Kyocera Corporation has announced it is donating and installing off grid solar power systems to 15 schools in Uganda over the next five years.
The first of the installations was completed at three primary and middle schools last month.
Approximately only 20 percent of urban areas and 4 percent of rural areas in Uganda are supplied with electricity; with much of the population depending on kerosene lamps or generators for lighting and electricity in the home. This is not only an expensive and carbon dioxide emissions intensive way to generate electricity and light, but poses health and safety issues.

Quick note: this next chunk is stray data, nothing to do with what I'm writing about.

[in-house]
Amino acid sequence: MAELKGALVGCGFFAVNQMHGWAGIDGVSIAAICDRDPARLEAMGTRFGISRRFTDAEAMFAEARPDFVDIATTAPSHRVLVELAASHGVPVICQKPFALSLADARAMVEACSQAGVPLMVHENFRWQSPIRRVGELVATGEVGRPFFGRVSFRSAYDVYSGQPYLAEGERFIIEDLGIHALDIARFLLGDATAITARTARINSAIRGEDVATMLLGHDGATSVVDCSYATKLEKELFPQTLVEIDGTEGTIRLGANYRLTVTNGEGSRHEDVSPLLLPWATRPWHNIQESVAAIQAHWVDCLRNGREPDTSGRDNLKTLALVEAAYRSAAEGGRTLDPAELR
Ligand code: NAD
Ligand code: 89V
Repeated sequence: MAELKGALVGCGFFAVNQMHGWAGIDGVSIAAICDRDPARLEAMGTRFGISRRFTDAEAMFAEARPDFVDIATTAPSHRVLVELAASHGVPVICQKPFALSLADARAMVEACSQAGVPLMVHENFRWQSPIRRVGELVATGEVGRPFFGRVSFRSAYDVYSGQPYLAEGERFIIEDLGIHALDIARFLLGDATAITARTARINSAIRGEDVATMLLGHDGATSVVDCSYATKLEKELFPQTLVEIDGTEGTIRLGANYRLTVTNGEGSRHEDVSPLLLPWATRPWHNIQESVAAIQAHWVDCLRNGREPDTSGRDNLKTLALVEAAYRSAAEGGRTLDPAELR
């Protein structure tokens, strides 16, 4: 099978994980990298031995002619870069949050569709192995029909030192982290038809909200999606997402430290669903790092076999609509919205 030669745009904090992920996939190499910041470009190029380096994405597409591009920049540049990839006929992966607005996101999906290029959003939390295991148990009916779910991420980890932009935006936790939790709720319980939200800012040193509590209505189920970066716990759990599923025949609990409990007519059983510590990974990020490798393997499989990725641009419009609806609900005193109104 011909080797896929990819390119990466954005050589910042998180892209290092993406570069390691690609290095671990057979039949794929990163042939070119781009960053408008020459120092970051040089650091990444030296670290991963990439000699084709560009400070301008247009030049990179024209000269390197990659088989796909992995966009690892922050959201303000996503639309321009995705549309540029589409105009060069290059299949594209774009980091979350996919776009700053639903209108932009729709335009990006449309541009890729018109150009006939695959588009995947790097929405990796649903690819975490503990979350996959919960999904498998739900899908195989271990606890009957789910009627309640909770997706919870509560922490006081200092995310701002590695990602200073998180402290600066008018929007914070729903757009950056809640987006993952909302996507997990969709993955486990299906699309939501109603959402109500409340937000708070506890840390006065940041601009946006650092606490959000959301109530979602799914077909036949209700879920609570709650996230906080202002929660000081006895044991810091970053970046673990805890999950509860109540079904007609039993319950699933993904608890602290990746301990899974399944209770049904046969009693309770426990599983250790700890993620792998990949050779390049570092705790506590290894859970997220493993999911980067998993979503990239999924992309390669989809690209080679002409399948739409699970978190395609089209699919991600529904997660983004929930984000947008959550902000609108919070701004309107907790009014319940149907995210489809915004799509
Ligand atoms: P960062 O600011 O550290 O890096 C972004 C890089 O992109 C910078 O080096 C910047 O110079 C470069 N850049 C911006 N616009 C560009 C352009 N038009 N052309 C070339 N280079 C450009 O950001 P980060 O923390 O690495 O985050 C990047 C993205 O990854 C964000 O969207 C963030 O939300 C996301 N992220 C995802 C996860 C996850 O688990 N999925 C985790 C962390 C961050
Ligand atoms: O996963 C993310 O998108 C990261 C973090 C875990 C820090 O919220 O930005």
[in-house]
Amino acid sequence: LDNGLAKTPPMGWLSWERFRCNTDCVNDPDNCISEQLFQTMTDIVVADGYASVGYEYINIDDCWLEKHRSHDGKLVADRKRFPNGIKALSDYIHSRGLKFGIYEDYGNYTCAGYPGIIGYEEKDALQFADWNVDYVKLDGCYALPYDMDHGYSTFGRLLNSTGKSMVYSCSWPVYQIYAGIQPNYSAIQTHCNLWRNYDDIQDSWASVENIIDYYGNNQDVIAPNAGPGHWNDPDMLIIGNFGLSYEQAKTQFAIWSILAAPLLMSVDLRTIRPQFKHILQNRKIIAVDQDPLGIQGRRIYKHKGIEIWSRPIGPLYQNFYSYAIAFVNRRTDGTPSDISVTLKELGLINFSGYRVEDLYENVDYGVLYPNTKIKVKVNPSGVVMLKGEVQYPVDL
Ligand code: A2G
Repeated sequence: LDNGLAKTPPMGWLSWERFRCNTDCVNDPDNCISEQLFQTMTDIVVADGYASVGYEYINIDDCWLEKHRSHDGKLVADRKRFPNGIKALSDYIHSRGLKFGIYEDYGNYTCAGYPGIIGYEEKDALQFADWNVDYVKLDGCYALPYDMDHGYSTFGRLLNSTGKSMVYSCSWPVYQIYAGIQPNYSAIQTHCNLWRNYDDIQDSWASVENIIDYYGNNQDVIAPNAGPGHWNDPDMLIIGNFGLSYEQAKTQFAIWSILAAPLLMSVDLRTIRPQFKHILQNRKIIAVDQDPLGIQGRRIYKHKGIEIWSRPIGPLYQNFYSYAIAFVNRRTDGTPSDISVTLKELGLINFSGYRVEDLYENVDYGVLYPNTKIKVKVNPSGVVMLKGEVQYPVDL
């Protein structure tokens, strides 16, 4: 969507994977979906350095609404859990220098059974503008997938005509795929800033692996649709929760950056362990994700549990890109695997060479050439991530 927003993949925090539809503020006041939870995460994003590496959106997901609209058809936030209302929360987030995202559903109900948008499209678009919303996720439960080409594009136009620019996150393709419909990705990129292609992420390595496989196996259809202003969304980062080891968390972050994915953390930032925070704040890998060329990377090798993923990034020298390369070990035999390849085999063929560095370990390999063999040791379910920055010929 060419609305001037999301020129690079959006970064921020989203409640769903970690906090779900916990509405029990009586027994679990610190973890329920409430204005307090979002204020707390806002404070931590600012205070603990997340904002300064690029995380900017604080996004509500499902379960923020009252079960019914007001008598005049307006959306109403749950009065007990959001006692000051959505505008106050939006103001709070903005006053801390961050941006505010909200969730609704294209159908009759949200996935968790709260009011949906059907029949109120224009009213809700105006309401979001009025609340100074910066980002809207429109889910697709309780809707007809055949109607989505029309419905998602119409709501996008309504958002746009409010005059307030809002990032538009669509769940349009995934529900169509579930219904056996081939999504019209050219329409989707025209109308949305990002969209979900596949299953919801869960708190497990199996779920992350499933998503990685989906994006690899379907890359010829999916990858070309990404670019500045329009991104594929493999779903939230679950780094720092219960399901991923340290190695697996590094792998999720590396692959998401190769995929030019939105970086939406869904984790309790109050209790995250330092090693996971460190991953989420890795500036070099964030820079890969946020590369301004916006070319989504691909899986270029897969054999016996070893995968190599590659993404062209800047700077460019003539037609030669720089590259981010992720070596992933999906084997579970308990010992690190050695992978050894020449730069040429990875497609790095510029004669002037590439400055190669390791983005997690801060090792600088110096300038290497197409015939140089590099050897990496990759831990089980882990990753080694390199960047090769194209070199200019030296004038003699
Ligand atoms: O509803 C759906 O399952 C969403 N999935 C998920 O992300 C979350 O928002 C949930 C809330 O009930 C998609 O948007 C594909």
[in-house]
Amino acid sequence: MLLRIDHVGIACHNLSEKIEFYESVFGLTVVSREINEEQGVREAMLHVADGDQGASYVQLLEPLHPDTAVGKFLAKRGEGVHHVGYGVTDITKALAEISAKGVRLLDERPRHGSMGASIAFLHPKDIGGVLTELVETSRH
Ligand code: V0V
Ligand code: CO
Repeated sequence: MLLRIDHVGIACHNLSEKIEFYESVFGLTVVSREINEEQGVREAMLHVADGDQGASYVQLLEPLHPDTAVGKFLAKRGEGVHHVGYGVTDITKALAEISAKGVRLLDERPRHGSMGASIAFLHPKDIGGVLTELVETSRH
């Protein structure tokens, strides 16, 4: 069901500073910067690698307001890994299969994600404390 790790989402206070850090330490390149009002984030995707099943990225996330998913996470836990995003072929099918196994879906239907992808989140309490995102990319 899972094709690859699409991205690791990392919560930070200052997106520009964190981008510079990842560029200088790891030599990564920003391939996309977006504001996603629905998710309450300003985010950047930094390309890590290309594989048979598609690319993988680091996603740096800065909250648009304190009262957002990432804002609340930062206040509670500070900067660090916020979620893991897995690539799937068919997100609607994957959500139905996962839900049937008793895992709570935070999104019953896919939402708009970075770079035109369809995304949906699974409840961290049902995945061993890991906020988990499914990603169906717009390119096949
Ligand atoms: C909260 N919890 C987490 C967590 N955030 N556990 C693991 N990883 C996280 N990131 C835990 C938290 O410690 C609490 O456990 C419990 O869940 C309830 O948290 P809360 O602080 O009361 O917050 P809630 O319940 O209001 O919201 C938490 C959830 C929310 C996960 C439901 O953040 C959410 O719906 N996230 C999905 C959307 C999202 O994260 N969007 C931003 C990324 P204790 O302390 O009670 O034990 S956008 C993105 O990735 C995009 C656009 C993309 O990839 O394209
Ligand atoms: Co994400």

While a 600 watt power system may not sound like much by Australian standards, the power these systems will provide can make a huge difference in the quality of education in the schools. Uganda’s adult literacy rate is only 66.8 percent,
The donation of solar power systems by Kyocera will provide light for classrooms and to power televisions and radios for educational purposes. The systems may also provide a spark of inspiration to students to pursue a career in solar power or other forms of renewable energy.
Kyocera Corporation, the headquarters and parent company of the global Kyocera group, was founded in 1959 in Kyoto, Japan. In 1975, the company helped to organize the Japan Solar Energy Corp. and began production of silicon solar cells in 1976.